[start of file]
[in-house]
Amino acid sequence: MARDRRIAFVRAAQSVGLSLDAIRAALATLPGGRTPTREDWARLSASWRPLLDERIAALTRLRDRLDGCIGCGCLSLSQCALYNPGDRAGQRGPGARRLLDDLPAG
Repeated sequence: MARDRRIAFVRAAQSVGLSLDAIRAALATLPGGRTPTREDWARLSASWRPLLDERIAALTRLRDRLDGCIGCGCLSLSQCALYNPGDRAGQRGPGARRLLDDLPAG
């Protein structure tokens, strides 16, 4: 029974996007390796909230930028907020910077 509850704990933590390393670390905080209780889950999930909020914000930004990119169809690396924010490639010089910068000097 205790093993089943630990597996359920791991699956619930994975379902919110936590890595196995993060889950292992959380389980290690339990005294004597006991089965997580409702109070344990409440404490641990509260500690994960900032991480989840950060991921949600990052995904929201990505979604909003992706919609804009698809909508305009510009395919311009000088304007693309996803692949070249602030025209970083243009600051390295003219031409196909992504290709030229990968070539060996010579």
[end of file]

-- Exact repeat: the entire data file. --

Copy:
[in-house]
Amino acid sequence: MARDRRIAFVRAAQSVGLSLDAIRAALATLPGGRTPTREDWARLSASWRPLLDERIAALTRLRDRLDGCIGCGCLSLSQCALYNPGDRAGQRGPGARRLLDDLPAG
Repeated sequence: MARDRRIAFVRAAQSVGLSLDAIRAALATLPGGRTPTREDWARLSASWRPLLDERIAALTRLRDRLDGCIGCGCLSLSQCALYNPGDRAGQRGPGARRLLDDLPAG
């Protein structure tokens, strides 16, 4: 029974996007390796909230930028907020910077 509850704990933590390393670390905080209780889950999930909020914000930004990119169809690396924010490639010089910068000097 205790093993089943630990597996359920791991699956619930994975379902919110936590890595196995993060889950292992959380389980290690339990005294004597006991089965997580409702109070344990409440404490641990509260500690994960900032991480989840950060991921949600990052995904929201990505979604909003992706919609804009698809909508305009510009395919311009000088304007693309996803692949070249602030025209970083243009600051390295003219031409196909992504290709030229990968070539060996010579």